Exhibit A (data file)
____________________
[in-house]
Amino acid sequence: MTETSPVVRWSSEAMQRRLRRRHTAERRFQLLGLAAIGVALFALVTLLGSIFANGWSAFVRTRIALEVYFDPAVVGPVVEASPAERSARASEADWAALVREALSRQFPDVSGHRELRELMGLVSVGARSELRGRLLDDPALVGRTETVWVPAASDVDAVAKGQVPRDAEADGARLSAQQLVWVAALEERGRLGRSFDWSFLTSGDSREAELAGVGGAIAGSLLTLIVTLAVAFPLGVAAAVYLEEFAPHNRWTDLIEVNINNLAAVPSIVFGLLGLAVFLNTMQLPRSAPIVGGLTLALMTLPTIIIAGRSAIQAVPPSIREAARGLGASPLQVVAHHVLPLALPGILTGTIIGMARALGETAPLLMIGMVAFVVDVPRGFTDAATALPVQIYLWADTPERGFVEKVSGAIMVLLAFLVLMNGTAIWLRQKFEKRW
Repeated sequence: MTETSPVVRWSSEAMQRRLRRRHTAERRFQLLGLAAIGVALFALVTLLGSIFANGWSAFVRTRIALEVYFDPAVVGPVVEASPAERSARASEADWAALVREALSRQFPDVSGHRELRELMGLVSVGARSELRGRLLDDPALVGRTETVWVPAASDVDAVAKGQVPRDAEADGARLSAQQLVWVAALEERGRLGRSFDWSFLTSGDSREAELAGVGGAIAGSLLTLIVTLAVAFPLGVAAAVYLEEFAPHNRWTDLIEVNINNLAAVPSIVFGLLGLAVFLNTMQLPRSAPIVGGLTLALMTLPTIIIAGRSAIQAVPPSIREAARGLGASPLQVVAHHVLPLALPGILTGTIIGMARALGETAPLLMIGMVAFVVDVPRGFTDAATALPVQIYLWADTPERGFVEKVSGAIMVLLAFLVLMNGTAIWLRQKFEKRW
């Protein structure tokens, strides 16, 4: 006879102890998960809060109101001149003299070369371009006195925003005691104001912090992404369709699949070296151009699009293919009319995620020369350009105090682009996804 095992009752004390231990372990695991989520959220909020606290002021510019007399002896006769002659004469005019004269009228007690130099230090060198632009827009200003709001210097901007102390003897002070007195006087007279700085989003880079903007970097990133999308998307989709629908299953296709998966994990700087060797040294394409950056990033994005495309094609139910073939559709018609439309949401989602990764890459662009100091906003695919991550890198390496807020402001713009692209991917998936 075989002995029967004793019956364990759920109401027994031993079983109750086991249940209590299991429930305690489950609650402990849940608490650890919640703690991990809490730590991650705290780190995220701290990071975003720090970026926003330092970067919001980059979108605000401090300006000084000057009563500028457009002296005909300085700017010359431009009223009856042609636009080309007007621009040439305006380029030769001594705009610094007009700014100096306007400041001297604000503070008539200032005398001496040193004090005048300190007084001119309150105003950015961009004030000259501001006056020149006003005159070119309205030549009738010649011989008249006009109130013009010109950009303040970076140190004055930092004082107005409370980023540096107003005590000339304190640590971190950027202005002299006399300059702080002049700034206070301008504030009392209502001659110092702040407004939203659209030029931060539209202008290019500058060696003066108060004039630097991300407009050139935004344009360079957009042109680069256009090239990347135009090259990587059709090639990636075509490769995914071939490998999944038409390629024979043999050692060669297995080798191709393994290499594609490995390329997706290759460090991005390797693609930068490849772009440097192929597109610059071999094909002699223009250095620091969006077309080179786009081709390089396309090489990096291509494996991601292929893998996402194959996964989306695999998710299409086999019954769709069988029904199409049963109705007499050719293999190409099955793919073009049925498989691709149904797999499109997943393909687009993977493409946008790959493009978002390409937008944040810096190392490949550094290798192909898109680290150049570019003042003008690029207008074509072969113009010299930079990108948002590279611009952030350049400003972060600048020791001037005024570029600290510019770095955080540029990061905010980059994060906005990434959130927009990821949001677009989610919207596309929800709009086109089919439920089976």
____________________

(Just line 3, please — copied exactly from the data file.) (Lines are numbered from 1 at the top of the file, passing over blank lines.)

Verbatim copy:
Repeated sequence: MTETSPVVRWSSEAMQRRLRRRHTAERRFQLLGLAAIGVALFALVTLLGSIFANGWSAFVRTRIALEVYFDPAVVGPVVEASPAERSARASEADWAALVREALSRQFPDVSGHRELRELMGLVSVGARSELRGRLLDDPALVGRTETVWVPAASDVDAVAKGQVPRDAEADGARLSAQQLVWVAALEERGRLGRSFDWSFLTSGDSREAELAGVGGAIAGSLLTLIVTLAVAFPLGVAAAVYLEEFAPHNRWTDLIEVNINNLAAVPSIVFGLLGLAVFLNTMQLPRSAPIVGGLTLALMTLPTIIIAGRSAIQAVPPSIREAARGLGASPLQVVAHHVLPLALPGILTGTIIGMARALGETAPLLMIGMVAFVVDVPRGFTDAATALPVQIYLWADTPERGFVEKVSGAIMVLLAFLVLMNGTAIWLRQKFEKRW